Nichols v. Fearson - 32 U.S. 103 (1833)
U.S. Supreme Court
Nichols v. Fearson, 32 U.S. 7 Pet. 103 103 (1833)
32 U.S. (7 Pet.) 103
A promissory note payable at a future day, given for a bona fide business transaction, and which note was not made for the purpose of raising money in the market, was sold by the drawer and endorsee for a sum so much less on its face as exhibited a discount beyond the legal rate of interest, no stipulation having been made against the liability of the endorser, is not per se an usurious contract between the endorser and endorsee, and an action can be maintained upon the note against the endorser who sold the same by the purchaser.
The courts of New York have adjudicated that whenever the note or bill in its inception was a real transaction, so that the payee or promisee might at maturity maintain a suit upon it, a transfer by endorsement, though beyond the legal rate of interest, shall be regarded as a sale of the note or bill and a valid and legal transaction. But not so where the paper, in its origin, was only a nominal negotiation.
There are two cardinal rules in the doctrine of usury which we think must be regarded as the common place to which all reasoning and adjudication upon the subject should be referred: the first is that to constitute usury, there must be a loan in contemplation by the parties, and the second that a contract which in its inception is unaffected by usury can never be invalidated by any subsequent usurious transaction.
The plaintiff in error instituted a suit on a promissory note dated at Georgetown, October 22, 1821, for the sum of $101, payable to the order of S. & J. Fearson, the defendants, and by them endorsed. The evidence in the case showed that on 26 October, 1821, the defendants came into the store of the plaintiff with the note, and told the plaintiff they had obtained the note from the maker for goods they had sold him at their store, and asked the plaintiff what he would give for it; the plaintiff said he would give $97 for it, which the defendants agreed to take, and thereupon the plaintiff received the note, which was endorsed by the defendants before it was brought to the store, and $97 were paid to the defendants for it.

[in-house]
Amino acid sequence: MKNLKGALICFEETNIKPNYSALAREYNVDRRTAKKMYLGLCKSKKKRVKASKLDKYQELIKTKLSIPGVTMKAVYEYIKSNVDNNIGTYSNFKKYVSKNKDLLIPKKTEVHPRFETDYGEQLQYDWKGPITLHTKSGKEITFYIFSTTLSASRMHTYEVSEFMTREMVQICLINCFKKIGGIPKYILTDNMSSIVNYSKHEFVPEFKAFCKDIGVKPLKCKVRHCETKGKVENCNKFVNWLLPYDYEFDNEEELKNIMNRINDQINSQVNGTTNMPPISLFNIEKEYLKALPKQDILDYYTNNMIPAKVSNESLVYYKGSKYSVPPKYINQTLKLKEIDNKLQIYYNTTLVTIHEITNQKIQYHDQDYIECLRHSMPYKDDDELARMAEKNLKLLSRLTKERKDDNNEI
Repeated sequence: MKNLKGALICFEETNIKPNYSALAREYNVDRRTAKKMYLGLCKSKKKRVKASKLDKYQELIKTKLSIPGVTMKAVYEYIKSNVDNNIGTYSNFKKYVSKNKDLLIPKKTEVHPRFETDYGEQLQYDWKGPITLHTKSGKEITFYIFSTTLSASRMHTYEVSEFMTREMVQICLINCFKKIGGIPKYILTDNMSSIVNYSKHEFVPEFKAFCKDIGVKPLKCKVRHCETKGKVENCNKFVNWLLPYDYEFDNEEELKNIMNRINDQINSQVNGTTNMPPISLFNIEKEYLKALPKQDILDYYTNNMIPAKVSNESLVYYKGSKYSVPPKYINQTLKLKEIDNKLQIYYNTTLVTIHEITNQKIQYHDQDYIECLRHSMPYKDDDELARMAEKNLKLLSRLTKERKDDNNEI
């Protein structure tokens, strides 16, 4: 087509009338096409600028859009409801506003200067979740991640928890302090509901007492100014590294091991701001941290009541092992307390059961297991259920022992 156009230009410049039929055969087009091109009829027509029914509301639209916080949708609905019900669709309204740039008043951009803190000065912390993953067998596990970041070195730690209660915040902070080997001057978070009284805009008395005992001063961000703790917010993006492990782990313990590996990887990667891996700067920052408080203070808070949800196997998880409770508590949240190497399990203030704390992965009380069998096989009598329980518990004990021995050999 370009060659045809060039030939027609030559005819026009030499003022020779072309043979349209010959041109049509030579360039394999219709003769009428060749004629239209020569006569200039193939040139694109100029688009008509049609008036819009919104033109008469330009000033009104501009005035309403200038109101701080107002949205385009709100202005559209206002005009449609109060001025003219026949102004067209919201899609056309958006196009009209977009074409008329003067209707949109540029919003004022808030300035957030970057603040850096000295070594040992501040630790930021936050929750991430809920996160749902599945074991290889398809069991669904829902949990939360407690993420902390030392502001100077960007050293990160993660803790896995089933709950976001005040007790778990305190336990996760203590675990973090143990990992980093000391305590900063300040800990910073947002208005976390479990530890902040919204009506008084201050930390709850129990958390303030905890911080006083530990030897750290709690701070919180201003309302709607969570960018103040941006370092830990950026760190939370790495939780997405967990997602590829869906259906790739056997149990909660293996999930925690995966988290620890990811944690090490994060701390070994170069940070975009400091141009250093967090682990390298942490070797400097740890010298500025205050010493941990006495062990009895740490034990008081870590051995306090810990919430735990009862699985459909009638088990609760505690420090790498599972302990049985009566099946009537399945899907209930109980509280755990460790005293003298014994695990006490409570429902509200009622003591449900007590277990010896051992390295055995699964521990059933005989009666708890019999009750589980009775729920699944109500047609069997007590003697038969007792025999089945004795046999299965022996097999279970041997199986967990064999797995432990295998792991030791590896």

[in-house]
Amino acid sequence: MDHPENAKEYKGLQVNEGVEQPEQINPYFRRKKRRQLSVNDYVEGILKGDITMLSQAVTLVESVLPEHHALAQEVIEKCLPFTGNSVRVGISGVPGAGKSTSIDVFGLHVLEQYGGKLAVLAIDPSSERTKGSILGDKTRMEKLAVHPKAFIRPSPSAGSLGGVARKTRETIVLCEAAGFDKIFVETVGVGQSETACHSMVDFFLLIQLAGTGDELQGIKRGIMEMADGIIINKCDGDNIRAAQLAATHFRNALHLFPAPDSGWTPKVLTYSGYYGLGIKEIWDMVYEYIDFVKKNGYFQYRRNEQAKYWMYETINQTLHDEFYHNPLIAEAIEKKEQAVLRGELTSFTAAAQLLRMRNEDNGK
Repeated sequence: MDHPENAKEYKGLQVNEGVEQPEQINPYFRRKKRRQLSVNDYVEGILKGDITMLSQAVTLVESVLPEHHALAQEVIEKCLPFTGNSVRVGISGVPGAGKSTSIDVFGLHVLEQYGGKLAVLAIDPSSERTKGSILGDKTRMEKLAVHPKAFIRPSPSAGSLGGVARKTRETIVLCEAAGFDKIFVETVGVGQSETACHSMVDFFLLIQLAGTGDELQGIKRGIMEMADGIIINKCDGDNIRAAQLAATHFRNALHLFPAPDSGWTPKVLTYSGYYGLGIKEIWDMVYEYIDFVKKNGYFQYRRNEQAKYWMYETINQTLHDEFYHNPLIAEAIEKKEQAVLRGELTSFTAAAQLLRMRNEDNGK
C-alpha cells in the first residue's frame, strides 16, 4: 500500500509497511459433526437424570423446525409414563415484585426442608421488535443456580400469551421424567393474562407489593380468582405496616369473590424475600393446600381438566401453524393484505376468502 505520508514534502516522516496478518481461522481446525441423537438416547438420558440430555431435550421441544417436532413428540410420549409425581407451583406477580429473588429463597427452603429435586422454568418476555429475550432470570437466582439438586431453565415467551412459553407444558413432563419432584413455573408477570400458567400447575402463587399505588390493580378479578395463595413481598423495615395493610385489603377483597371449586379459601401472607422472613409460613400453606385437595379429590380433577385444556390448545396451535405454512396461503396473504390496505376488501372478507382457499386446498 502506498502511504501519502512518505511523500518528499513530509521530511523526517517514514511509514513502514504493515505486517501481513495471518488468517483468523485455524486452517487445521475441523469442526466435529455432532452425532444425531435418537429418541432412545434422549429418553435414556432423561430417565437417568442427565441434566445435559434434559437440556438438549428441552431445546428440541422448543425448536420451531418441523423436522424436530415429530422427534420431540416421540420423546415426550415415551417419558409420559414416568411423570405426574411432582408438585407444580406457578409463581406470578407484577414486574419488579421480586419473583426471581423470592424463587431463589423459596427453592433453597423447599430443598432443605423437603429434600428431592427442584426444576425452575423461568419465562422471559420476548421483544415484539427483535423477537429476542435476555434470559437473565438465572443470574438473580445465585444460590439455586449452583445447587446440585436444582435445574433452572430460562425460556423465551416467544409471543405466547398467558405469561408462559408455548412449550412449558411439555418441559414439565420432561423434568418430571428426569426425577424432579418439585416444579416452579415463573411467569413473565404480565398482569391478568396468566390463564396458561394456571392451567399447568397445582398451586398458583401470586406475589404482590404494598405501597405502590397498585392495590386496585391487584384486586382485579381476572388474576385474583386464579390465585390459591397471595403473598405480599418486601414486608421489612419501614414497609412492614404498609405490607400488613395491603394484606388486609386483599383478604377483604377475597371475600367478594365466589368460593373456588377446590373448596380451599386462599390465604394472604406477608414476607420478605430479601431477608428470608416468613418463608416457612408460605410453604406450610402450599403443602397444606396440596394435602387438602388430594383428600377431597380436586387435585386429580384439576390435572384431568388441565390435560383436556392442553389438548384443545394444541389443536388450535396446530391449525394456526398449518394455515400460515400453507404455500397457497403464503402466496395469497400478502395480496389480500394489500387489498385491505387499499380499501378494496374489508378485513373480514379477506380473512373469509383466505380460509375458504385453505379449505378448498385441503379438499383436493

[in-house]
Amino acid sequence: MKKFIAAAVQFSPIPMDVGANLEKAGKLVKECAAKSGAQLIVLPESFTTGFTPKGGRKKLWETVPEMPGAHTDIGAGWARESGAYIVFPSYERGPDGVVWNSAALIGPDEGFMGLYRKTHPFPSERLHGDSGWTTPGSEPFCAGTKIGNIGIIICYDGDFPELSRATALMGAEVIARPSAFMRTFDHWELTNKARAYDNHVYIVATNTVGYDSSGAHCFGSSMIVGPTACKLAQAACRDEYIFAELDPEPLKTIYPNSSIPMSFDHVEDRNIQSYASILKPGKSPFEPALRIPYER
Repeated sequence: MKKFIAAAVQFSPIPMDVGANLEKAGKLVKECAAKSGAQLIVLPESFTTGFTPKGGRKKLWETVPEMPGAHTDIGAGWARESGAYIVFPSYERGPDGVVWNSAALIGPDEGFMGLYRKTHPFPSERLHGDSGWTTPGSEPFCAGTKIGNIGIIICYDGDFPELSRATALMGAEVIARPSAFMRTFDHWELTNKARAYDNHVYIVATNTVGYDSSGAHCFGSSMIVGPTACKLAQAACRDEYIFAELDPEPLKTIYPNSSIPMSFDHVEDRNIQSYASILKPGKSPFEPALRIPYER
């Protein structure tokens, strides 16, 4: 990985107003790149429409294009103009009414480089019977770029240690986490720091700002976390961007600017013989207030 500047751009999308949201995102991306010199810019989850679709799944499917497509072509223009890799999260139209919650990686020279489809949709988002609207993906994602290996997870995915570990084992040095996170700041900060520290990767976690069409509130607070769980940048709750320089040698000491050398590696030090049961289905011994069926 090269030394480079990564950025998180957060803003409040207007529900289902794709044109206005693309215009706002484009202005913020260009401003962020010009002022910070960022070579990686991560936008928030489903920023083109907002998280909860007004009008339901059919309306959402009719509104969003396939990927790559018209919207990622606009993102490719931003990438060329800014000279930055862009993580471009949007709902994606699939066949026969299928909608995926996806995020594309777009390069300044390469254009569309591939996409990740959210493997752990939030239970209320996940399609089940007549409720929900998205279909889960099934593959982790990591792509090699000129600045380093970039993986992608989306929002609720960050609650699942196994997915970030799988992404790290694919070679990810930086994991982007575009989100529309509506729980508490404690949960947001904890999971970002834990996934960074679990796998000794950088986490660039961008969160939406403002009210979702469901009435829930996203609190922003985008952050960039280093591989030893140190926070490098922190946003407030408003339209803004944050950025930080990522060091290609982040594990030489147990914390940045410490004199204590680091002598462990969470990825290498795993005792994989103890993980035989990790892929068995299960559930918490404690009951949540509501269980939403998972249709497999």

When the note became due, and being unpaid by the maker, the defendants promised to pay it.
Upon this evidence, the counsel for the defendants prayed the court to instruct the jury:
"That if it believes from the said evidence that the plaintiff received the note upon which this suit is brought of defendants with their endorsement upon it and without an understanding that the defendants were not to be responsible on said endorsement, and that the plaintiff paid or agreed to pay therefor only the sum of $97, the transaction is usurious, and the plaintiff is not entitled to recover,"
which the court gave as prayed. To which the plaintiff by his counsel excepted, and then prayed the court to instruct the jury:
"If it should believe from the evidence aforesaid that the defendants, having the note in question and wishing to part with it in order to avoid suing the maker, and not having occasion or desire for a loan of money, offered to sell it to the plaintiff, and that the plaintiff, having some accounts with the maker against which he expected to be able to set off the said note, and not with any other design, agreed to buy it, and did buy it, for $97, and that no loan for usurious interest, nor any loan, nor any evasion of the laws against usury was in the contemplation of either of the said parties, then plaintiff is entitled to recover,"
which the court refused.
The plaintiff's counsel prayed the court to instruct the jury:
"If it believes from the evidence aforesaid that this note was sold, and not received by plaintiff by way of discount or loan, plaintiff is entitled to recover,"
which also was refused.
The plaintiff excepted to the instructions of the court given to the jury on the prayers of the defendants, and also to the refusal of the court to give the instruction asked by them. The jury having found for the defendants, this writ of error was prosecuted to reverse the judgment of the court on the same.